The Virginia ctenucha moth (Ctenucha virginica) is a pollinating wasp moth that feeds on nectar and flies during the day rather than at night. It’s the largest and most broad-winged of wasp moths in North America, with a wing span of up to two inches. It’s also a pretty moth with its orange head, metallic blue body, and grayish brown wings. There is another moth called the yellow-collared scape moth (Cisseps fulvicollis) that looks very similar but its wings are a darker bluish brown and sometimes black.
Maybe this is a juvenile spotted sandpiper or an adult that has already put on its winter feathers, or maybe it isn’t a spotted sandpiper at all. To be honest I’ve looked at bird pictures in books and online long enough for my eyes to cross and I’m close to being beyond caring what its name is. Whatever it is it’s a cute little thing, about the size of a robin maybe, which I saw at a local pond recently. It constantly wiggled its tail feathers up and down as it walked, which is something I’ve never seen a bird do.
Here is another shot of the same shore bird showing its back and wing feathers better. Its tail feathers came out blurred from its wiggling them up and down.
I’ve been watching this otter play in the same pond for over a year now. He’s a smart critter that always stays far out of camera range, but on this day he popped up just off shore to eat the pond weeds. He knew I was close and that I was watching him but he didn’t seem to mind. I never knew that otters ate pond weeds, so he taught me something.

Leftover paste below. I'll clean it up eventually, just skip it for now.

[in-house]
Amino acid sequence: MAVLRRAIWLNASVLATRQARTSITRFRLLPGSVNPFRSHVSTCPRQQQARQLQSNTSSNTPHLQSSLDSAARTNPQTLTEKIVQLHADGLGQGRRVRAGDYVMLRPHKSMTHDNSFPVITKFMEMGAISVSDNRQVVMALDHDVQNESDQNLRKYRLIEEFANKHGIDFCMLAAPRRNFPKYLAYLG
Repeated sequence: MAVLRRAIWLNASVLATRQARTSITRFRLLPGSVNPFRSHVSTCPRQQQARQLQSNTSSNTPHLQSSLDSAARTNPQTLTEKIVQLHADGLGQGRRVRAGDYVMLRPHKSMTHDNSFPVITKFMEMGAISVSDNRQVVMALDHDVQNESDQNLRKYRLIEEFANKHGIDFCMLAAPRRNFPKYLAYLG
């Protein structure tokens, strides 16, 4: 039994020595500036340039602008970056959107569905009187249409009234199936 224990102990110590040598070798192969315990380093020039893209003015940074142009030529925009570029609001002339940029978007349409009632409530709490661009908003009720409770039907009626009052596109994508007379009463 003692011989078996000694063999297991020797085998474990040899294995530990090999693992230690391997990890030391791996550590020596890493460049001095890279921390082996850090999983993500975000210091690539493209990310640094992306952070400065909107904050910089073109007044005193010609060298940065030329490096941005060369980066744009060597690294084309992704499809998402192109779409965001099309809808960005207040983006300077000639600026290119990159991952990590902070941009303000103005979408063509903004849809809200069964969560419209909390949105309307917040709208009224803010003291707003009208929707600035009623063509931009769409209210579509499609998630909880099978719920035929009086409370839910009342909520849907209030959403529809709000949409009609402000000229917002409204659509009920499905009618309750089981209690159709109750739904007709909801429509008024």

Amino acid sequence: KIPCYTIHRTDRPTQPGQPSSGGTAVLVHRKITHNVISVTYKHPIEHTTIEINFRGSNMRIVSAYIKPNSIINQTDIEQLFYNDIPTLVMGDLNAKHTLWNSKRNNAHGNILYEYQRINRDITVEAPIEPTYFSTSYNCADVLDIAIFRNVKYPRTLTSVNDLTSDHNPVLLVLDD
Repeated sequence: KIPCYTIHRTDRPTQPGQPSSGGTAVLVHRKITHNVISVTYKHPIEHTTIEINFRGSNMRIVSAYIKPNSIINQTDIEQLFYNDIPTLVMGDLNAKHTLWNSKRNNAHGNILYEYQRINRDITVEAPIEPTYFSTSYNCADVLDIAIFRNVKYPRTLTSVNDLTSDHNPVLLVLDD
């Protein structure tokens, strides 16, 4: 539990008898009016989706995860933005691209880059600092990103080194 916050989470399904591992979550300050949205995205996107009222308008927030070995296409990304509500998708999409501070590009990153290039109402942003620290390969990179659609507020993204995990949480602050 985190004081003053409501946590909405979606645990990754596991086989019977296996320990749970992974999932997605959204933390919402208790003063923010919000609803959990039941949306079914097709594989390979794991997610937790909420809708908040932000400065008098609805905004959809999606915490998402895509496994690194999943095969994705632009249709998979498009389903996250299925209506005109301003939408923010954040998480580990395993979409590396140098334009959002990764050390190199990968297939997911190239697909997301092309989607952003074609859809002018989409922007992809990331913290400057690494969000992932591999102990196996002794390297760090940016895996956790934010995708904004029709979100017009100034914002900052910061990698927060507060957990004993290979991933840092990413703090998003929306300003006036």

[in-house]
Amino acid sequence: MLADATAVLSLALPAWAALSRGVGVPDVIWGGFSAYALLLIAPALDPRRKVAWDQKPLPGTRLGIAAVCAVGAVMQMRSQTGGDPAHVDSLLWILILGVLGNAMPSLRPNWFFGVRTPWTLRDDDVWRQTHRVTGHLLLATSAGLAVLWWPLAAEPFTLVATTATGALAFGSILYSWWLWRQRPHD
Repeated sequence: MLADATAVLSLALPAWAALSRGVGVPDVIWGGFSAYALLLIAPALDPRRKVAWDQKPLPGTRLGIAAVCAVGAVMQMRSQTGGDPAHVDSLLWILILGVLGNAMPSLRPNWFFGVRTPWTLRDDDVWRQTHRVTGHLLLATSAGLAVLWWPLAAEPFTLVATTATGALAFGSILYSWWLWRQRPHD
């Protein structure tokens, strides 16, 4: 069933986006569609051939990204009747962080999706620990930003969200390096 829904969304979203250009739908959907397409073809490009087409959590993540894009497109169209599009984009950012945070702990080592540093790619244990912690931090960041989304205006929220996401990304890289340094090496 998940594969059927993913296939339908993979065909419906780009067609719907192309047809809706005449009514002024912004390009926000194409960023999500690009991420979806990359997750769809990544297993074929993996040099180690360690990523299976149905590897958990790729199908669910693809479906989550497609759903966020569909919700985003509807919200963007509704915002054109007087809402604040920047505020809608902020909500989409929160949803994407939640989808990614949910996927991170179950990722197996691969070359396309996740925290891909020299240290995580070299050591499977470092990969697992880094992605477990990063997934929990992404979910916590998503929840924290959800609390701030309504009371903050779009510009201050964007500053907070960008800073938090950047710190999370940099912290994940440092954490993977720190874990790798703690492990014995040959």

Note: This could be a muskrat but otters (or one otter) have been seen many times in this pond, and further research shows that river otters do indeed eat aquatic plants. Who knew?
Right after I saw the otter I saw this female 12 spotted skimmer resting in the shade on a fence post. At least I think it’s a female 12 spotted skimmer; I’m never 100% certain when it comes to insect identification. It was a large dragonfly with eyes that looked like pearls and there was some white on its wings but it was very hard to see it in this light. It let me get closer than dragonflies usually do and since it was a very hot day and I wondered if it was trying to get out of the sunshine.
Note: Mike Powell says this is a juvenile male twelve spotted skimmer. Thanks Mike! If you like dragonflies Mike takes some great photos of them and they can be seen at https://michaelqpowell.wordpress.com/
This heron was just standing on some lily pads with its mouth open, which really doesn’t make for a very exciting photo. I thought I might get a shot of him doing something interesting if I waited around, so I waited and waited and waited. I had almost convinced myself that he was really just a statue of a heron when off he flew without ever doing anything interesting. Of course by that time the camera was hanging from my neck and I really wasn’t paying attention anyway, so I didn’t even get a shot of him flying away. If you need lessons in patience herons are always happy to teach.
I was kneeling down taking some photos of flowers and when I looked to the side I saw this garter snake eyeing me. He stayed absolutely frozen still as I switched cameras and took some photos of him. This was the biggest garter snake I’ve seen in a long time. He must have been a foot and a half long and I’d bet that the heron in the previous photo would have loved being as close to him as I was.